Finally, with everything prepped, you can work on the flower! First, draw a circle on the top side of your fabric – I used the lid to a pot. Make sure to leave about 5 inches on all sides of your circle.

Now it’s time to sew. Lay one of the big petals on your drawn-on circle, and sew it down. I stopped about 1/4 inch short of sewing the whole petal down, and then laid the next one down to overlap the first one. I continued this around the circle.

The next row I moved the petal down about 1/4 inch and again went around the circle. I am a perfectionist and paid a lot of attention to how the petals were laying in relation to one another, and getting each petal just right. At this point, the cat was really annoyed that there was no fabric to lay on.

On the 4th row, I started using the bunching technique to give the flower more volume. I bunched every single petal from here on out. All I did was make a little fold in the center of the flat edge that kind of looked like a ‘Z’, to increase the thickness of the petal and add some dimension.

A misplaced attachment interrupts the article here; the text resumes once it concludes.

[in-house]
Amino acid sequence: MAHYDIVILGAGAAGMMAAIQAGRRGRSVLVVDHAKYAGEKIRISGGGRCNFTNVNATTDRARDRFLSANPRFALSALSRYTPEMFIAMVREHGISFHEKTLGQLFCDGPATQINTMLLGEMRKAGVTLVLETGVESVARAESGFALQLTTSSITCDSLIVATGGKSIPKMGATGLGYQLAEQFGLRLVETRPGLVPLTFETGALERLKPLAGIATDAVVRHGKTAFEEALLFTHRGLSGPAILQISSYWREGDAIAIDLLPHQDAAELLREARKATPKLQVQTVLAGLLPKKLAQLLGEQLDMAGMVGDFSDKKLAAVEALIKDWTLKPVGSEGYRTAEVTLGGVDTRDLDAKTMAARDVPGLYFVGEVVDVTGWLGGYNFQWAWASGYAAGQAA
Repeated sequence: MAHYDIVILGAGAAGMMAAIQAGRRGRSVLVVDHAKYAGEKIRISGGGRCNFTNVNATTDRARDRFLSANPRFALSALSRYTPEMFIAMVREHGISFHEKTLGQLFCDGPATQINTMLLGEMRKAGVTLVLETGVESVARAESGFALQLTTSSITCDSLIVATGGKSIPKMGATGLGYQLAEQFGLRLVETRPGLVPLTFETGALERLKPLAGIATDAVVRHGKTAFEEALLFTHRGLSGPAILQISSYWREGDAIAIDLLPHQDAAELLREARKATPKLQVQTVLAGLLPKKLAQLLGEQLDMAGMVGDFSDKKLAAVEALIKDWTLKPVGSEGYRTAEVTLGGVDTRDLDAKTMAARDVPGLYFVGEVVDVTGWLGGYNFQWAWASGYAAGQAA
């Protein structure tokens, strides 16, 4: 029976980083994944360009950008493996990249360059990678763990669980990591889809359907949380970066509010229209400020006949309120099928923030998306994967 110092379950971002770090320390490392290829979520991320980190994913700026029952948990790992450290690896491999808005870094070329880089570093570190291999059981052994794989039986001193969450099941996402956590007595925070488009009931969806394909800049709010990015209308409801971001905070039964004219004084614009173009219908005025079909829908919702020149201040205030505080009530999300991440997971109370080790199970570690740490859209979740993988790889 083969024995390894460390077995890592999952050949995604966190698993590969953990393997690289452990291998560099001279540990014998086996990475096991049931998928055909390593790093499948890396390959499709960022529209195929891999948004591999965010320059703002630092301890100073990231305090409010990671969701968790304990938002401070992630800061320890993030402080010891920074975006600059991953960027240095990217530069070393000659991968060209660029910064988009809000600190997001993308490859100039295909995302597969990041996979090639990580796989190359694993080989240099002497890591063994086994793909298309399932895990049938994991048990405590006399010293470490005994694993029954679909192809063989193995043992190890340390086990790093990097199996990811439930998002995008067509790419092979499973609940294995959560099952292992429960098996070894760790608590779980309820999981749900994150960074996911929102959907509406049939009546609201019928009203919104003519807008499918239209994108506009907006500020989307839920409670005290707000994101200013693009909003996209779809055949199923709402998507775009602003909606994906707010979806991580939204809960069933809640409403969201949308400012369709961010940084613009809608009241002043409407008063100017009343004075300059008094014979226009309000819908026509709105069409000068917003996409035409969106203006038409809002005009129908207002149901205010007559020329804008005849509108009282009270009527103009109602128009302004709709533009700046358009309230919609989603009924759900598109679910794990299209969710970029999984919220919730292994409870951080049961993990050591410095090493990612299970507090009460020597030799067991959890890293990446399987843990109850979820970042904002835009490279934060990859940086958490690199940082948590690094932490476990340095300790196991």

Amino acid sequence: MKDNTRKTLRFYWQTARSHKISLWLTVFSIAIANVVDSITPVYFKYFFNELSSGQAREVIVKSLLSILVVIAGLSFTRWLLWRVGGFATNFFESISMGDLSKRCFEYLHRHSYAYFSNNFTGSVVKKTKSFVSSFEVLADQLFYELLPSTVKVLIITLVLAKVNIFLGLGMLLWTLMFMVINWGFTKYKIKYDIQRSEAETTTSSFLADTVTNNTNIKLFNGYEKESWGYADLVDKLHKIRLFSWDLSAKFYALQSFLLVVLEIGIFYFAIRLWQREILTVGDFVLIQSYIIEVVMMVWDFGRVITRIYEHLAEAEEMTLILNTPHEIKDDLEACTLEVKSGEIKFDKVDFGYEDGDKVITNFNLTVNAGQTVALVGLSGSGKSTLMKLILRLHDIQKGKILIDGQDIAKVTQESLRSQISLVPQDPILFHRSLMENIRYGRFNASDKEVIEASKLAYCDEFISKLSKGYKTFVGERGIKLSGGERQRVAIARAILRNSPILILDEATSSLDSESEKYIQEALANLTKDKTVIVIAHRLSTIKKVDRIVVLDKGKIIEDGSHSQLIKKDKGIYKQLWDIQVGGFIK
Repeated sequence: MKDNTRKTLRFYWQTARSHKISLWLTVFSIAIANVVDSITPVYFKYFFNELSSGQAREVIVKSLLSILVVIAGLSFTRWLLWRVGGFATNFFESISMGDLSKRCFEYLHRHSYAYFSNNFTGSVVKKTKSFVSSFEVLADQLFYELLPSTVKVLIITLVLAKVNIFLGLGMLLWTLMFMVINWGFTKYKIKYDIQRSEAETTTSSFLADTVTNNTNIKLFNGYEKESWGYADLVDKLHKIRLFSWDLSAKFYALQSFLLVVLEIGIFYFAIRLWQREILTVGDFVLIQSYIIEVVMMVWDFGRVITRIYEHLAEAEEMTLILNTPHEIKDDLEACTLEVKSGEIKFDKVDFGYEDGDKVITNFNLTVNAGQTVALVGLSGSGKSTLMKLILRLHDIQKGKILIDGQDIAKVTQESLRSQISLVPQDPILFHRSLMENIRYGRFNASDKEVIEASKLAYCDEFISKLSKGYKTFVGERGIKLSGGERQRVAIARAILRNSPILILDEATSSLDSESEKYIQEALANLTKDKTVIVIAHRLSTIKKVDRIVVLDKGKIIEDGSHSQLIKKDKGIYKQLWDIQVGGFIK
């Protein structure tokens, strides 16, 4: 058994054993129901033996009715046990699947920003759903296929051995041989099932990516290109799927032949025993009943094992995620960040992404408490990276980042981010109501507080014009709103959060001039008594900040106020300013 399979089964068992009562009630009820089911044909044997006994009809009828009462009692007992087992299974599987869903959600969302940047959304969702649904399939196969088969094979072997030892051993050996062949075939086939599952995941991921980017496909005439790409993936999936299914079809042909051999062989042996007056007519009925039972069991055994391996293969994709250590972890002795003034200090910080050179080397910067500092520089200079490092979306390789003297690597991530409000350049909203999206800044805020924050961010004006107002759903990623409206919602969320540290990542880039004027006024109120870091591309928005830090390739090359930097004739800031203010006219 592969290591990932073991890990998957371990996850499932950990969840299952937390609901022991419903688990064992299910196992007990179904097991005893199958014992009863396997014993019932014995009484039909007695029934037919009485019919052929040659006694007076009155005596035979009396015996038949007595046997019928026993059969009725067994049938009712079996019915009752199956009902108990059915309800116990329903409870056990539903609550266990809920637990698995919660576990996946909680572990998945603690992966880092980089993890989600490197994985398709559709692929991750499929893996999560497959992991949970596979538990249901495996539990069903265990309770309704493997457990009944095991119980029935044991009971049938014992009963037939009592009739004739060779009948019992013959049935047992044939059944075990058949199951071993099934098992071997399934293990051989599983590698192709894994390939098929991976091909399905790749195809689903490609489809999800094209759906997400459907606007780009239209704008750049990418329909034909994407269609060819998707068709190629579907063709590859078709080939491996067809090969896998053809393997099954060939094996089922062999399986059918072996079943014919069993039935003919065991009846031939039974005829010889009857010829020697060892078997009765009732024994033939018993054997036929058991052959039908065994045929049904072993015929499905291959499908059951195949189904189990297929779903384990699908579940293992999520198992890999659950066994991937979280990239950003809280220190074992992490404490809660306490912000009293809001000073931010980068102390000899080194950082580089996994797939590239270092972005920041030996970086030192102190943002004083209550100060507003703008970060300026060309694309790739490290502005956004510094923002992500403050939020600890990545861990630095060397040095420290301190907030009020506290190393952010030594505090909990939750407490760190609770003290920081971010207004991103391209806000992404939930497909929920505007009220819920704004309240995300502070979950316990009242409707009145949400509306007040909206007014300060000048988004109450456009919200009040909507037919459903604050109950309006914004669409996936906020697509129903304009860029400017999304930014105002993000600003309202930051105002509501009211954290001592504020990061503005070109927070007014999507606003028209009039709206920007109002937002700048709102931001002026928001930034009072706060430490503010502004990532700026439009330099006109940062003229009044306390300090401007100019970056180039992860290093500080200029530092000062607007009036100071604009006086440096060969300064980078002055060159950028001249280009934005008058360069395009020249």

When the remaining fabric exposed in the enter was just less than 4 inches in diameter, I switched to the small half circles. I bunched all of these, too. It became very difficult for the last 2-3 rows because I was sewing round and round in tight circles, but I was very patient and bunched the felt just so.

At this point I ended up stitching each petal down completely, and then backing up to give myself more room to scrunch up the next petal.

For the last row or two, I used a different bunching technique to make the petals smaller and increase the volume. (I have it upside down in this photo – you want that folded flat piece to be on the bottom)

Finally at the very end I cut a circle about the size of a quarter from my left over felt and stitched it in the center to cover the edges of the last row of petals. Ta-Da!!!!

Now it was time to put the whole thing together. I laid my flower facing up, and then laid down one of my rectangles facing down aligned with the left side of the pillow, so the two right sides were together, and some of the pillow was still exposed.

Next, I laid down the other rectangle in the same way, but aligned with the right side of the pillow to cover the exposed pillow.

See all the layers?

Then I pinned the whole thing together, and stitched around all the edges. I turned it inside out, and voila! A beautiful flower pillow. Of course by this time it was pretty dark out, so I had to use the flash.